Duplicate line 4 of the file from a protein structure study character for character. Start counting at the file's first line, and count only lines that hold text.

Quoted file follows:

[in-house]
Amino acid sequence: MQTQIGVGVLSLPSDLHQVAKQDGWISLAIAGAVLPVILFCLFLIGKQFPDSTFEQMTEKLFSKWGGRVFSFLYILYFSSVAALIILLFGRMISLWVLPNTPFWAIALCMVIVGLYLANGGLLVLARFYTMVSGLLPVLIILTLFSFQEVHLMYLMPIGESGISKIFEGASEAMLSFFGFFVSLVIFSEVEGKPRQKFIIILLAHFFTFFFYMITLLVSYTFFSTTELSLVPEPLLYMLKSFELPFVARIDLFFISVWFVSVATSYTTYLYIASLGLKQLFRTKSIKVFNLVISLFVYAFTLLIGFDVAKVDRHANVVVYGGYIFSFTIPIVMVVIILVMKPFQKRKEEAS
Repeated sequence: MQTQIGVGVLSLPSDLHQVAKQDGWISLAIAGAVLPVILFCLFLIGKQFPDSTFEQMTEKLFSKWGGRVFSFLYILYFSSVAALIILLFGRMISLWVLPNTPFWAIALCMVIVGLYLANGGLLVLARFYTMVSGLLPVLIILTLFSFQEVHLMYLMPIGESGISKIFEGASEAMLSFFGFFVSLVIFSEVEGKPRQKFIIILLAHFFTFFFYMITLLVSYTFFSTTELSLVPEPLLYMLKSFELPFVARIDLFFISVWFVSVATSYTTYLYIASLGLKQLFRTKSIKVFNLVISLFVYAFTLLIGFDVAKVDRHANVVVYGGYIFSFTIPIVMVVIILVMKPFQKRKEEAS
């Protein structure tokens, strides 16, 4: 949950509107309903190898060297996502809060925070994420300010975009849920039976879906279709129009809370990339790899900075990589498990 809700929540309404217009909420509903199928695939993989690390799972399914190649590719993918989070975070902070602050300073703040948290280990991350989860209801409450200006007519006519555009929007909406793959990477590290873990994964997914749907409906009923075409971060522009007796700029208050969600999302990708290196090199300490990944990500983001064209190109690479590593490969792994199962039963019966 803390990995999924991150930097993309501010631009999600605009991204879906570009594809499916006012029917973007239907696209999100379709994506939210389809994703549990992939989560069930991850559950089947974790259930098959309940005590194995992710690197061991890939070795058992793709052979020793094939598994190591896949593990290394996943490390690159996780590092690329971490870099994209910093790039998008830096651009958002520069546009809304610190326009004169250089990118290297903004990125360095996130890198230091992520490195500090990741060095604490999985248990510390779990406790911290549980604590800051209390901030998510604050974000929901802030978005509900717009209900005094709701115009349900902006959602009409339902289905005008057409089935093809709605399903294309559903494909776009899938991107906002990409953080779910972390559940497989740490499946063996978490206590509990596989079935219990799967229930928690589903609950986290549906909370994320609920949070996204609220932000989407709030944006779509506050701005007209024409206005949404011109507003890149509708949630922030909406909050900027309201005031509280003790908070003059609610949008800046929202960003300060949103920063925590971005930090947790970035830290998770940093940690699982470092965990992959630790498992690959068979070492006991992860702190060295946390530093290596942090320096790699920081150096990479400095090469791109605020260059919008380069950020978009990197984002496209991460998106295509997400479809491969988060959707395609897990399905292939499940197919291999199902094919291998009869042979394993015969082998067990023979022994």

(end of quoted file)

């Protein structure tokens, strides 16, 4: 949950509107309903190898060297996502809060925070994420300010975009849920039976879906279709129009809370990339790899900075990589498990 809700929540309404217009909420509903199928695939993989690390799972399914190649590719993918989070975070902070602050300073703040948290280990991350989860209801409450200006007519006519555009929007909406793959990477590290873990994964997914749907409906009923075409971060522009007796700029208050969600999302990708290196090199300490990944990500983001064209190109690479590593490969792994199962039963019966 803390990995999924991150930097993309501010631009999600605009991204879906570009594809499916006012029917973007239907696209999100379709994506939210389809994703549990992939989560069930991850559950089947974790259930098959309940005590194995992710690197061991890939070795058992793709052979020793094939598994190591896949593990290394996943490390690159996780590092690329971490870099994209910093790039998008830096651009958002520069546009809304610190326009004169250089990118290297903004990125360095996130890198230091992520490195500090990741060095604490999985248990510390779990406790911290549980604590800051209390901030998510604050974000929901802030978005509900717009209900005094709701115009349900902006959602009409339902289905005008057409089935093809709605399903294309559903494909776009899938991107906002990409953080779910972390559940497989740490499946063996978490206590509990596989079935219990799967229930928690589903609950986290549906909370994320609920949070996204609220932000989407709030944006779509506050701005007209024409206005949404011109507003890149509708949630922030909406909050900027309201005031509280003790908070003059609610949008800046929202960003300060949103920063925590971005930090947790970035830290998770940093940690699982470092965990992959630790498992690959068979070492006991992860702190060295946390530093290596942090320096790699920081150096990479400095090469791109605020260059919008380069950020978009990197984002496209991460998106295509997400479809491969988060959707395609897990399905292939499940197919291999199902094919291998009869042979394993015969082998067990023979022994």